An influential city committee was organized. By May, 1847, they had received above $48,000 in cash, and $20,000 in articles suitable for shipping. They loaded three barks and four brigs, for various Irish ports, all which safely arrived. Munster and Connaught received the greater part. In their closing report, at the end of 1847, the committee, among other resolutions, passed the following: -
"While we gratefully acknowledge the sevices cordially rendered to us and to the cause of humanity, by individuals in various parts of Pennsylvania and Ohio in particular, we feel ourselves called upon in an especial manner to make known our high sense of the very important assistance given to us by our esteemed friend and fellow-citizen, Allen Cuthbert. Not only have we had free use of his warehouses for the deposit of breadstuffs, but the benefit of his constant and anxious services and experience in receiving them from every quarter, and in shipping them to Ireland. Conduct such as this confers honor not only on himself, but on the community of which he is a worthy member."
New York and Boston were not behind Philadelphia, nor the Grinnells, Lawrences, and Everretts, behind the Cuthberts and Binneys.*(In his address on the subject, in Boston, Mr. Everrett recalled a reminiscence of Colonial times, which must have told powerfully of his audience. In the prosecution of the Narraganset war, with King Philip, the Cape The city of Dublin, being made aware of the condition of the settlers, remitted L124 10s. "for the relief of such as we were impoverished, distressed, and in necessity, from the war." -Pratt's history of Eastham, Wellfleet and Orleans. Yarmouth, 1844) (Another writer adds: "The donation from Ireland, is a gratifying proof of the generous influence of Christian sympathies, and is supposed to have been procured through the exertions of the Rev. Nathaniel Mather, at that time a minister of the congregational denomination of Dublin.") In the spring of 1847, a national meeting was held at Washington, at which Mr. Dallas, Vice-President of the United States, took the chair. Mr. Webster, Mr. Cass, and other eminent senators, spoke. The government placed two vessels of war, "The Macadonian" and "The Jamestown," at the disposal of the committee sitting in Boston and New York. Boston and New England, it is calculated, contributed nearly a quarter of a million dollars, and New York city and state an equal amount. The Protestant as well as the Catholic pulpit resounded with appeals for "aid to Ireland." Sect and party were forgotten, and all-embracing charity ruled the New World, unopposed. America was even more blessed in the giving, than Ireland was in receiving, such assistance.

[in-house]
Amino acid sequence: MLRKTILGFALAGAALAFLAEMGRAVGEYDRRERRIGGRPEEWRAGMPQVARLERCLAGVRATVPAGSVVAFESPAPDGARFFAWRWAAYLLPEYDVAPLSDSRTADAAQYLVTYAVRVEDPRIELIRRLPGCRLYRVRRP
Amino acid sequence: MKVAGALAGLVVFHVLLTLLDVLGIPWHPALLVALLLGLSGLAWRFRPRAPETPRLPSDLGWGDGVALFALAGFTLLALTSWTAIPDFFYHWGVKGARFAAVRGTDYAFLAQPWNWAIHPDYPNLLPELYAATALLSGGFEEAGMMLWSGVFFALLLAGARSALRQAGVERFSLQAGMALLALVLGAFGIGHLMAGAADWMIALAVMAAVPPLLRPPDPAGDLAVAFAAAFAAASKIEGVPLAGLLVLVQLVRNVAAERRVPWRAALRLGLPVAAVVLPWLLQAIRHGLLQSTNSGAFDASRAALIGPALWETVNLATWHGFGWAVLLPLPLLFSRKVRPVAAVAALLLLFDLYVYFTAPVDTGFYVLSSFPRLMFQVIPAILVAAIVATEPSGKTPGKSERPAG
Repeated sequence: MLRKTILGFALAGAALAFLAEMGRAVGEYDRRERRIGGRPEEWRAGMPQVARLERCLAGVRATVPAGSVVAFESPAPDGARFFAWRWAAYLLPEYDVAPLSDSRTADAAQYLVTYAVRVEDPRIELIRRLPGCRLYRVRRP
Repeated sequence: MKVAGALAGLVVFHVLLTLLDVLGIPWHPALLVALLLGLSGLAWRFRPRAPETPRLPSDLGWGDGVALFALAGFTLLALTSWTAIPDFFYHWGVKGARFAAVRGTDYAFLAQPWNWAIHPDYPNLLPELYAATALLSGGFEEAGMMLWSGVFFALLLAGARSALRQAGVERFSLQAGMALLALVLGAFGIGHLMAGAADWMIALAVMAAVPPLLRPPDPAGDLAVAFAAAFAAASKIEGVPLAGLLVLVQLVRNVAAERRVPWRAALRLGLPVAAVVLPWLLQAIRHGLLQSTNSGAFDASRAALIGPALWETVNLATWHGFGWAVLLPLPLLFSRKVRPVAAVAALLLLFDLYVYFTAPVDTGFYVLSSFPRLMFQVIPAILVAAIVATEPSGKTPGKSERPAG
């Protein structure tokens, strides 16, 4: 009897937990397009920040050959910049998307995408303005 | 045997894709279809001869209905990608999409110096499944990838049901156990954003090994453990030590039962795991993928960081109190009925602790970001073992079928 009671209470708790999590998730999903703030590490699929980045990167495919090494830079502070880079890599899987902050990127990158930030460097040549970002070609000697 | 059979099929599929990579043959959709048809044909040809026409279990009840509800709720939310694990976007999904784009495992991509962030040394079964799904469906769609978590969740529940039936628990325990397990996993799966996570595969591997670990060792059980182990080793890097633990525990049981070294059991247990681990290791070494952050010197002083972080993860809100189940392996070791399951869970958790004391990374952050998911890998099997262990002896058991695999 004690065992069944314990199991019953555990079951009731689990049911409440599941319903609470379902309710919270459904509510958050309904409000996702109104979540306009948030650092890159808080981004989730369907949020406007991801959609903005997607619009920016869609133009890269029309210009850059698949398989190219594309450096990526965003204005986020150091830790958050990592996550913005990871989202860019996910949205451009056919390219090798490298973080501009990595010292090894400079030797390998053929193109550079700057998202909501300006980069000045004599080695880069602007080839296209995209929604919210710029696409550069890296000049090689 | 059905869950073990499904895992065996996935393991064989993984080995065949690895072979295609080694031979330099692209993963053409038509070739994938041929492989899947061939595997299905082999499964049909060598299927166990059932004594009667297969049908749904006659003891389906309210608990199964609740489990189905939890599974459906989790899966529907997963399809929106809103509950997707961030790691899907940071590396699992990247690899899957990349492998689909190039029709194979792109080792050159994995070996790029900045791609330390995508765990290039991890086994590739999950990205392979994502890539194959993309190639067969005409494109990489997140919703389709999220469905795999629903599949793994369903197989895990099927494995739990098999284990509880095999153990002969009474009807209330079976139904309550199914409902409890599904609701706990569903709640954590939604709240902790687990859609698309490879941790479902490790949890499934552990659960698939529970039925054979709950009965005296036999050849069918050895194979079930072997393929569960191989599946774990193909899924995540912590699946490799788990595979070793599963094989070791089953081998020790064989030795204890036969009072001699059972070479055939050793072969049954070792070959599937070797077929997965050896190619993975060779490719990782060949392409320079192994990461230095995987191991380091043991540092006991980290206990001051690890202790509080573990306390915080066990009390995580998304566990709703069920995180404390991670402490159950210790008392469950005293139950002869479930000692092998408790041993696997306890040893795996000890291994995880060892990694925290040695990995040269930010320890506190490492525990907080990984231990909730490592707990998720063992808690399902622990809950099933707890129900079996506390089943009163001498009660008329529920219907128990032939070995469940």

It was the noblest site of the century, those ships of war, laden with life and manned by mercy, entering the Irish waters. England's flag drooped above the spoil she was stealing away from the famishing, as the American frigates passed hers, inward bound, deep with charitable freights. Here were the ships of a state but seventy years old, - a state without a consolidated treasury, - a state, but the other day, a group of unconnected struggling colonies. And here, in the fulness of her heart and her harvest, she had come to feed the enslaved and enervated vassals of Victoria, in the very presence of her throne. If public shame or sensibility could localize itself on any individual of so vile and vast a despotism, what must that individual have felt!
Those who know what it requires to feed an army, may imagine that, abundant as was America's gift, it was not effectual to banish famine. Oh, no! tens of thousands, hundreds of thousands, perished miserably. But it preserved many thousands of precious lives, and gave an undying feeling of redemption to come, to all who lived at that day, in Ireland. The Central Relief Committees of Dublin and Cork accounted for the trusts committed to them. The "Irish Confederation" made national acknowledgement of Ireland's indebtedness to Mr. Dallas, and to Captain Forbes of "The Jamestown." Many an Irish soldier, on the battle-fields of Mexico, did the like, in deeds instead of words.